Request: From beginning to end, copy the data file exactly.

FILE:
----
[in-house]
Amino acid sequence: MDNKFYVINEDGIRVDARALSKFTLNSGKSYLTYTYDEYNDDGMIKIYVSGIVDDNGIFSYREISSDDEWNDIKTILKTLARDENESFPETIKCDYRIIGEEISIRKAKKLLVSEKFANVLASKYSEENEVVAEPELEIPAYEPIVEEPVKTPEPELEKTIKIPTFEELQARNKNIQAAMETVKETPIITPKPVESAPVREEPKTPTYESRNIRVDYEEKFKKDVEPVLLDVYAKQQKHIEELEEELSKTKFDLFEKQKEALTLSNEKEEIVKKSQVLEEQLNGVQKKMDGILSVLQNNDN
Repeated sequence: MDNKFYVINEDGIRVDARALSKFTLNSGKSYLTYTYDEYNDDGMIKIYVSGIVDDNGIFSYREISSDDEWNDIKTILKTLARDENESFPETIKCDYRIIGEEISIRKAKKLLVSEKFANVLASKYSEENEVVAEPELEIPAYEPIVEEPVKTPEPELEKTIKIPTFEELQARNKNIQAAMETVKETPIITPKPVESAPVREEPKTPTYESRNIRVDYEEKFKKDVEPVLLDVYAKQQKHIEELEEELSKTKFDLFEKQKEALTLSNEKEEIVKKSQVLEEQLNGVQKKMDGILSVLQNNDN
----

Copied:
[in-house]
Amino acid sequence: MDNKFYVINEDGIRVDARALSKFTLNSGKSYLTYTYDEYNDDGMIKIYVSGIVDDNGIFSYREISSDDEWNDIKTILKTLARDENESFPETIKCDYRIIGEEISIRKAKKLLVSEKFANVLASKYSEENEVVAEPELEIPAYEPIVEEPVKTPEPELEKTIKIPTFEELQARNKNIQAAMETVKETPIITPKPVESAPVREEPKTPTYESRNIRVDYEEKFKKDVEPVLLDVYAKQQKHIEELEEELSKTKFDLFEKQKEALTLSNEKEEIVKKSQVLEEQLNGVQKKMDGILSVLQNNDN
Repeated sequence: MDNKFYVINEDGIRVDARALSKFTLNSGKSYLTYTYDEYNDDGMIKIYVSGIVDDNGIFSYREISSDDEWNDIKTILKTLARDENESFPETIKCDYRIIGEEISIRKAKKLLVSEKFANVLASKYSEENEVVAEPELEIPAYEPIVEEPVKTPEPELEKTIKIPTFEELQARNKNIQAAMETVKETPIITPKPVESAPVREEPKTPTYESRNIRVDYEEKFKKDVEPVLLDVYAKQQKHIEELEEELSKTKFDLFEKQKEALTLSNEKEEIVKKSQVLEEQLNGVQKKMDGILSVLQNNDN